Nova Scotia working on legislation to regulate sale of used police vehicles
HALIFAX -- Nova Scotia is drafting legislation around the sale of used police vehicles and equipment, after a man driving a replica RCMP cruiser killed 22 people last April.
Justice Minister Mark Furey told reporters following a cabinet meeting Thursday the legislation will regulate how police vehicles are decommissioned, which will include, he said, ensuring they are stripped of equipment and decals.
"We are certainly aware of the previous circumstances and the most recent circumstances," Furey said.
The minister made the comments a day after the Mounties said a 23-year-old suspect from Antigonish, N.S., may have driven a vehicle that looked like an unmarked police car and pulled over drivers.
The vehicle in question, a white 2013 Ford Taurus, is similar to the car Gabriel Wortman used during his 13-hour, deadly rampage in northern and central Nova Scotia on April 18-19, 2020.
Furey noted that under current law it's illegal to impersonate a police officer.
"When it comes to police articles and decommissioned police vehicles there is certainly some work to do to fine-tune that legislation and the ability to mitigate and prevent, as best we can, access to this equipment that is used to mock-up police vehicles." he said.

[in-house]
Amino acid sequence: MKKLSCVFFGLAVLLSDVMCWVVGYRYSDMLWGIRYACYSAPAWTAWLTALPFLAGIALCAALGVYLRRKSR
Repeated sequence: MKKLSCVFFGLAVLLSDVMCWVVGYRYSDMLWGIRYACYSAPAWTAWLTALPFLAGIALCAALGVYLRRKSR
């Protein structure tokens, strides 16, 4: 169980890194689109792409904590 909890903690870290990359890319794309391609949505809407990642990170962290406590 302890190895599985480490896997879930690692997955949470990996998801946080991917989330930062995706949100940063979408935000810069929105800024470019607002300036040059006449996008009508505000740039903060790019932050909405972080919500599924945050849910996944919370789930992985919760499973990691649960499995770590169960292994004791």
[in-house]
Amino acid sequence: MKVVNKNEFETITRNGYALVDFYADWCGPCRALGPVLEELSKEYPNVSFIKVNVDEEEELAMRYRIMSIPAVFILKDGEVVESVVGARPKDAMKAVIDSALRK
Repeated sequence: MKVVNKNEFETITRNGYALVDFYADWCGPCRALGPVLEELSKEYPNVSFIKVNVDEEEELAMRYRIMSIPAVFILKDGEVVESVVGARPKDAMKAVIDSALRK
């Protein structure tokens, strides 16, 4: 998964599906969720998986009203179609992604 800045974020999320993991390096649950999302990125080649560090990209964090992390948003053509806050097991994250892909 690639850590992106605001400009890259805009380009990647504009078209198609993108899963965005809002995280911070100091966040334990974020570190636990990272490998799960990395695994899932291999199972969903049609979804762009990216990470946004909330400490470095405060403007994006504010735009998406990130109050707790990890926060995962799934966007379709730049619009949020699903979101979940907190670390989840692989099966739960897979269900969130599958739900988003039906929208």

Furey said there are no plans to ban the sale of decommissioned police vehicles despite calls by the Opposition Progressive Conservatives to prohibit those sales.
He said RCMP and municipal police services have been consulted and are in support of the government's draft legislation.
Furey is recommending the Liberal government table a bill during the next sitting of the legislature.
This report by The Canadian Press was first published Jan. 21, 2021.